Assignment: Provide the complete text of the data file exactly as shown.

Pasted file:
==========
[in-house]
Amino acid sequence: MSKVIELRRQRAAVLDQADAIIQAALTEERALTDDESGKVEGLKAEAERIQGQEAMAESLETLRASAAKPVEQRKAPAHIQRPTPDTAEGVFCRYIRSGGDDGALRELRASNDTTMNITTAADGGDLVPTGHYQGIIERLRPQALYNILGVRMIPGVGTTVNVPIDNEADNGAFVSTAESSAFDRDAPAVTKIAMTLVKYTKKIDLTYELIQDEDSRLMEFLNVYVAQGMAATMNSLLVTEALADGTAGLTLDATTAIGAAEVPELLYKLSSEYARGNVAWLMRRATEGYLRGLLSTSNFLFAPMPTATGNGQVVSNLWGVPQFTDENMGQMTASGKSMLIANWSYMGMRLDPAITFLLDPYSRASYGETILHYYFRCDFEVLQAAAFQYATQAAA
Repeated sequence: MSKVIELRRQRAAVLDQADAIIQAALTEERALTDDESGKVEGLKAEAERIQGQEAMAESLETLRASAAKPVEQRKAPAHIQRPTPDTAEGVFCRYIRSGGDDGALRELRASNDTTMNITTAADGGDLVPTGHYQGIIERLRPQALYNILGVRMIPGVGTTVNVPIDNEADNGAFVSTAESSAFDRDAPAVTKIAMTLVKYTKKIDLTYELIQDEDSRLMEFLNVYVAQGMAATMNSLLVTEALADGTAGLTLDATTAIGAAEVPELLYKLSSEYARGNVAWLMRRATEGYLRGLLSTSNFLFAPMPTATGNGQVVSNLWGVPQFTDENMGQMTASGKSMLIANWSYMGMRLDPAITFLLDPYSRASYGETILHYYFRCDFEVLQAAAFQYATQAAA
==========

[in-house]
Amino acid sequence: MSKVIELRRQRAAVLDQADAIIQAALTEERALTDDESGKVEGLKAEAERIQGQEAMAESLETLRASAAKPVEQRKAPAHIQRPTPDTAEGVFCRYIRSGGDDGALRELRASNDTTMNITTAADGGDLVPTGHYQGIIERLRPQALYNILGVRMIPGVGTTVNVPIDNEADNGAFVSTAESSAFDRDAPAVTKIAMTLVKYTKKIDLTYELIQDEDSRLMEFLNVYVAQGMAATMNSLLVTEALADGTAGLTLDATTAIGAAEVPELLYKLSSEYARGNVAWLMRRATEGYLRGLLSTSNFLFAPMPTATGNGQVVSNLWGVPQFTDENMGQMTASGKSMLIANWSYMGMRLDPAITFLLDPYSRASYGETILHYYFRCDFEVLQAAAFQYATQAAA
Repeated sequence: MSKVIELRRQRAAVLDQADAIIQAALTEERALTDDESGKVEGLKAEAERIQGQEAMAESLETLRASAAKPVEQRKAPAHIQRPTPDTAEGVFCRYIRSGGDDGALRELRASNDTTMNITTAADGGDLVPTGHYQGIIERLRPQALYNILGVRMIPGVGTTVNVPIDNEADNGAFVSTAESSAFDRDAPAVTKIAMTLVKYTKKIDLTYELIQDEDSRLMEFLNVYVAQGMAATMNSLLVTEALADGTAGLTLDATTAIGAAEVPELLYKLSSEYARGNVAWLMRRATEGYLRGLLSTSNFLFAPMPTATGNGQVVSNLWGVPQFTDENMGQMTASGKSMLIANWSYMGMRLDPAITFLLDPYSRASYGETILHYYFRCDFEVLQAAAFQYATQAAA